Runway News

NYFW Photographers Jennifer Graylock and Larry Busacca: a tFS Exclusive Interview

New York Fashion Week’s inaugural season at Lincoln Center for the Performing Arts is upon us. And with all the excitement about this new venue, the brilliant collections, and gorgeous models, mention should also be made of a talented group of individuals who make fashion week accessible to those not lucky enough to experience the glamour and excitement first hand.  That sometimes, unheralded group is the fashion photographer.

The Fashion Spot had the unique opportunity to speak with two prominent fashion and celebrity photographers whose work has graced the pages of Glamour, Life and Style, and People Magazine.  They also photograph the runways in New York, Paris, London and Milan.

Jennifer Graylock’s career has spanned two decades, and as one of the photographers of choice for such award shows as The Academy Awards, The MTV Awards, The People’s Choice Awards, and The Clinton Global Initiative, Graylock has blazed a path that few fashion/celebrity photographers can follow.

As one of the founders of Fashion Wire Daily, Jennifer Graylock has been on the cutting edge of what is current and relevant in fashion internationally. And her full-service photographic company, Graylock.com, is successfully merging the worlds of fashion, entertainment, and politics.

The Fashion Spot: How did get you started in photography?

Jennifer Graylock: I took a photography class in high school, and continued my studies in college. Later, I came to NYC to seek my fame and fortune as a fashion and celebrity photographer.

tFS: What is the difference in shooting runway in NYC as opposed to London, Paris, and Milan?

JG: In NYC, you have to get in there, get the shot, and quickly go to the next show. In Europe,
you are still moving fast and furious, but the venues are so lush and grand that you feel as though you are having more of a cultural experience.

tFS: How has the Internet changed fashion photography, particularly runway?

JG: Because of the expediency of the Internet, PR firms and clients want the photos the instant the show is finished.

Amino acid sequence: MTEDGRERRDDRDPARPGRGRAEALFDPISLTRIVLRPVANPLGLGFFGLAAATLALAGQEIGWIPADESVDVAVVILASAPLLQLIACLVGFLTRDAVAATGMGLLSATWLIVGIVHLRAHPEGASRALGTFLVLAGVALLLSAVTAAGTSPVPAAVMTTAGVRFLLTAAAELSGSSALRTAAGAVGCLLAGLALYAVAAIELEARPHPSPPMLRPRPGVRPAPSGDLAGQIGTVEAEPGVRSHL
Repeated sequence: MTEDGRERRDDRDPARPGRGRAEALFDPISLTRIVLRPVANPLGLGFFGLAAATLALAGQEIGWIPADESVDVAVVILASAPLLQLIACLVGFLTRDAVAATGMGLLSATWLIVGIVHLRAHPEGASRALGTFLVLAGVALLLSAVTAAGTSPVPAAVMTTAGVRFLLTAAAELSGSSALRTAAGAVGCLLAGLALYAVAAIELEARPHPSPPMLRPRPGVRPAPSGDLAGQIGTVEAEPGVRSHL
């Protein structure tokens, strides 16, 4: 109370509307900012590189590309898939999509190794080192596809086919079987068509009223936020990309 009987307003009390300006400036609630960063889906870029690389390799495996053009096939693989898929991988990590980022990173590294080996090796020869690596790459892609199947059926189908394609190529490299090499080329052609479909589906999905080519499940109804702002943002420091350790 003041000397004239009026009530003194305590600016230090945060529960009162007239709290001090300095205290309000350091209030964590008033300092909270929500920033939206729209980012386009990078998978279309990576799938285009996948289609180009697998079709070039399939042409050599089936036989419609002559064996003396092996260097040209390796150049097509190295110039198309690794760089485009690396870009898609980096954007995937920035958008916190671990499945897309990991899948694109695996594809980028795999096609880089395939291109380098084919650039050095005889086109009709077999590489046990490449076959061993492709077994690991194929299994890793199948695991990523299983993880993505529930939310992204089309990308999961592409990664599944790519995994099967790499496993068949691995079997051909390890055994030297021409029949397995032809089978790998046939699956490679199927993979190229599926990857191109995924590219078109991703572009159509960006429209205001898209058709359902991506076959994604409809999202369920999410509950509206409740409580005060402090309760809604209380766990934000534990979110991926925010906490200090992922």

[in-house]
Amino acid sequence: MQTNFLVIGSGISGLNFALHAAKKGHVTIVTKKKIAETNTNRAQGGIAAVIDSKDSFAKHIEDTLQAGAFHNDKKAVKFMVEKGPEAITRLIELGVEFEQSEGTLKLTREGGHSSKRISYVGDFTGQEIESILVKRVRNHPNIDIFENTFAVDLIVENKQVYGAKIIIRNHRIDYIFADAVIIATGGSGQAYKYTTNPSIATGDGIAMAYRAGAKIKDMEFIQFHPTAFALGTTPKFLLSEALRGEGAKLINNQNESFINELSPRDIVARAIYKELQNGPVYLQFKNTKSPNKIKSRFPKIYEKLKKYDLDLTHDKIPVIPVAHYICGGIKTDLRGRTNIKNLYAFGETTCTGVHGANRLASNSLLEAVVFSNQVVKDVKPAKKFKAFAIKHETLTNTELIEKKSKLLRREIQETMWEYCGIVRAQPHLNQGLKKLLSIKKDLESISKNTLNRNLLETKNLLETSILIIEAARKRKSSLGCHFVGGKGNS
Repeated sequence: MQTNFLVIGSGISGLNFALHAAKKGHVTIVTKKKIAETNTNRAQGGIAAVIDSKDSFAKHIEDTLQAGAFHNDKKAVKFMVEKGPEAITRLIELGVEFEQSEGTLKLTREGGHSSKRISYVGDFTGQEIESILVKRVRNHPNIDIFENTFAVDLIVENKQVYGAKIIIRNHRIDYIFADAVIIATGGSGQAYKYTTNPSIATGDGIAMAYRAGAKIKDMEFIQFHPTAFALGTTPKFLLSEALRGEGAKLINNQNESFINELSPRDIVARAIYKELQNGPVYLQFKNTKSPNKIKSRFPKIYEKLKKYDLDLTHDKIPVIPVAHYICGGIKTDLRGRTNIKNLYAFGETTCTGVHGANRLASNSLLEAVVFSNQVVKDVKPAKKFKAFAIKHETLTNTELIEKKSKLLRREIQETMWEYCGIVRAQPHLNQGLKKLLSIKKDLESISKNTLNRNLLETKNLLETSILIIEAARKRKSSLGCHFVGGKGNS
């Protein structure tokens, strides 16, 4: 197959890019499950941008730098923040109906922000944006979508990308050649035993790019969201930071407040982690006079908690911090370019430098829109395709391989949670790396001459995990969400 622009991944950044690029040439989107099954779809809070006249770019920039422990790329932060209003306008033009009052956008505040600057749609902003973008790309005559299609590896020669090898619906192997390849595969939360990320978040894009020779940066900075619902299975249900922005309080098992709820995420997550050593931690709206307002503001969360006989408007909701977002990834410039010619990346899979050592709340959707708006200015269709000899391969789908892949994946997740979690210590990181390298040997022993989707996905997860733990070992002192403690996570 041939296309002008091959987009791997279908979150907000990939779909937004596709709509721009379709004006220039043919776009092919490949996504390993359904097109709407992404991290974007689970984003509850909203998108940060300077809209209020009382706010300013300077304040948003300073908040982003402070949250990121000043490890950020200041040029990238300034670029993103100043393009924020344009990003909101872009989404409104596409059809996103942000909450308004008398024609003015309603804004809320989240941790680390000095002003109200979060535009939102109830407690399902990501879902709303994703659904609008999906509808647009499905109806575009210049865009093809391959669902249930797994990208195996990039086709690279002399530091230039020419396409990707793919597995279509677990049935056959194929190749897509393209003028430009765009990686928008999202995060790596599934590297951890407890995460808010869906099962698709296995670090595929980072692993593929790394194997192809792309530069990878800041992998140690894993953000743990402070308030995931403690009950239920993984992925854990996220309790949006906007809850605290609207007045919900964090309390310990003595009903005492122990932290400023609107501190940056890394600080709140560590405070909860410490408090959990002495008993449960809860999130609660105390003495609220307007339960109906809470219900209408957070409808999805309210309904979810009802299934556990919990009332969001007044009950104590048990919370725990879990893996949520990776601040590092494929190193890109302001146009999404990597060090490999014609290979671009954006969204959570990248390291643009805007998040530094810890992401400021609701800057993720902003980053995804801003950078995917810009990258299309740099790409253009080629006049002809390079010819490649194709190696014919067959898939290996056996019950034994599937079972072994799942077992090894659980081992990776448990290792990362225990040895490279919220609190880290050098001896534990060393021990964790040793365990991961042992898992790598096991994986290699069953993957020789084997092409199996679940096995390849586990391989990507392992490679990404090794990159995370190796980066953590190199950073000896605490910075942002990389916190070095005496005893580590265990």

For some of the awards shows that I photograph, like the Oscars, the Emmys and the Teen Choice Awards, I am sending my flashcard to photo editors before the event is over. You have to really be on top of everything.

With the Internet and the proliferation of blogs, things have sped up exponentially, and everyone is competing to get their photos up first or around the same time. Just to get keep with the pace, I have had to hire extra staff, which has increased my production costs.

tFS: How do you balance a personal life with all the RTW (ready-to-wear) shows in NYC, London, Paris, and Milan, as well as red carpet and awards season?

JG: Nowadays, I do only RTW in NY, but I cover all the events leading up to NY Fashion Week and all the celebrity and award season events sandwiched between NY Fashion Week Spring/Summer and Fall/Winter.

I photograph the Clinton Global Initiative and the Important Dinner for Women 5 in October, so I cannot go to London, Paris and Milan, but I do have a team of photographers that I send to the RTW season in those cities. However, I do cover the couture seasons in Europe. So, I do have some down time that gives me a semblance of balance.

tFS: Which designers do you like photographing during NY Fashion Week, and why?

JG: I love Betsey Johnson, Proenza Schuler, L.A.M.B.S, Philip Lim, Mulberry, Anna Sui, Pamela Rolland, and many others. I love the whimsy and the mystery of some these designers. When you look at a lot of these designer’s clothes close up, the detailing and textures are absolutely amazing.

tFS: Which shows do you think are going to be really hot this season?

JG: Marc Jacobs always produces a fantastic collection. You never know what he’s going to do. Gwen Stefani always blows your mind away, as does Betsey Johnson. Mulberry has great quality in their clothes.

tFS: What are some of the biggest trends to look for this season?

JG: I think we will move away from muted colors this season and see a lot more vibrant colors. The 80′s trend will continue, which you see reflected in Madonna’s Material Girl brand.

tFS: What is the most effective pose to strike on the red carpet?

JG:  The pose that works best on the red carpet is what I like to call the ‘secret model pose.’ You position your hip toward the camera, and twist your upper body ever so slightly toward the camera which gives you body a kind of V shape. Victoria Beckham and Renee Zellwegger really know how to work this pose.